The Telegraph: Europe’s Best Hidden Beach for 2016 is in Croatia
- by croatiaweek
- in Travel
One of the UK’s leading newspapers says that you need to head to Croatia to find the best hidden beach resort next year…
The Telegraph have compiled a list of the Top 10 best secret beach resorts for family summer holidays, with Croatian beaches coming in at number 1 and 2 on the list.
Here is the Telegraph’s Top 10:
1. Palagruza, Dalmatia, Croatia
Rising from the deep blue Adriatic, the remote rocky islet of Palagruza lies halfway between Croatia and Italy. Measuring just 4,590ft by 985ft, Palagruza’s arid slopes support scanty Mediterranean vegetation, and on its highest point (295ft), the lighthouse, dating from 1875, affords magnificent views over an apparently endless seascape. Through the centuries, many passers-by (who used the island as a reference point when navigating the open sea) were drawn to its glorious isolation. Archaeologists have unearthed fragments of painted ceramic vases and jewellery, dating from the 6th-2nd centuries BC, possibly intended as votive offerings, that were left by the ancient Greeks. Today Palagruza is uninhabited, but for the lighthouse keeper. Its two pristine pebble beaches, Stara Vlaka and Veli Zal, give onto shallow turquoise-blue waters, in total solitude. No one will bother you here – described The Telegraph.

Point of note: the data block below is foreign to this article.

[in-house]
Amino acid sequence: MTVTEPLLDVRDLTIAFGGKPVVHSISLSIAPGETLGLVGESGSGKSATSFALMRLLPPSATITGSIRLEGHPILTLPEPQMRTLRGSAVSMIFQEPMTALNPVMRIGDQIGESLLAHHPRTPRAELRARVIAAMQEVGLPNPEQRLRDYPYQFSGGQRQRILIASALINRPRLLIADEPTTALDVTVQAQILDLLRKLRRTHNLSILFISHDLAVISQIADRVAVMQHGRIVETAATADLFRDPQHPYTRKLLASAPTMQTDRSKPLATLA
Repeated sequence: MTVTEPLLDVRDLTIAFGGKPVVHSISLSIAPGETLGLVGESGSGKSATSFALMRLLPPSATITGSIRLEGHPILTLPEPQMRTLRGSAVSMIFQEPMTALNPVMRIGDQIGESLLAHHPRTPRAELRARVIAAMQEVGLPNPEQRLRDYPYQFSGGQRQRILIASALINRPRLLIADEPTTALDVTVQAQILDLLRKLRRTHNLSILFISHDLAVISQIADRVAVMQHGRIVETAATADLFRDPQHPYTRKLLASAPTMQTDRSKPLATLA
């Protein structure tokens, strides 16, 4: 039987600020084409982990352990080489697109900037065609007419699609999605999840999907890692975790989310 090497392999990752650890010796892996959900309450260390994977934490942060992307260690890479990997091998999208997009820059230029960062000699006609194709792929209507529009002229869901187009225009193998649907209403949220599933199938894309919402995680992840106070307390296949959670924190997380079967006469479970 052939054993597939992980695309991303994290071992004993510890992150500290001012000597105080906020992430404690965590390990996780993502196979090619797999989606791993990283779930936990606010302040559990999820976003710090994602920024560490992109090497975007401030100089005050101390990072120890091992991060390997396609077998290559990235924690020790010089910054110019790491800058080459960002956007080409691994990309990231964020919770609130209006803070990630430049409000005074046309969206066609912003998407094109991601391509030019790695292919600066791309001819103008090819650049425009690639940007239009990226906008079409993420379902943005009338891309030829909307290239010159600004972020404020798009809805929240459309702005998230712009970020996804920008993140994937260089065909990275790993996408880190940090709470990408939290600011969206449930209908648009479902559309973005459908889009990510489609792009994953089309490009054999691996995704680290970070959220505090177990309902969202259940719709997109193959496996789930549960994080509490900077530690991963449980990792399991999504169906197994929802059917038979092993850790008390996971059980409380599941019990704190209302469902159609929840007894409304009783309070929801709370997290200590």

2. Mljet, Dalmatia, Croatia
A green refuge from Dubrovnik’s summer crowds, this undeveloped island offers dense pinewoods and two interconnected saltwater lakes. Contained within Mljet National Park, the emerald-green lakes are perfect for swimming (and normally a few degrees warmer than the open sea) and you can rent kayaks, too. Alternatively, hire a bike and cycle the 7.5-mile perimeter of the Big Lake, hike up to Montokuc (830ft) for fantastic views, and visit the 12th-century Benedictine monastery on an islet on the “Big Lake”. As most visitors to Mljet come on organised day trips from Dubrovnik, once the last excursion boat has left, tranquillity reigns. Just a few yachters stay overnight, putting down anchor in sheltered bays, then hopping ashore to eat the local speciality: lobster. French deep-sea explorer Jacques Cousteau was especially fond of Mljet – writes The Telegraph.
3. Anamur-Iskele, Turkey
4. Koufonisia, Greece
5. Paleochora, south-west Crete, Greece
6. Viveiro, Galicia, Spain
7. Cíes Islands, Spain
8. Comporta, Tróia, Portugal
9. San Pantaleo, near the Costa Smeralda, Sardinia
10. Notre Dame, Porquerolles, France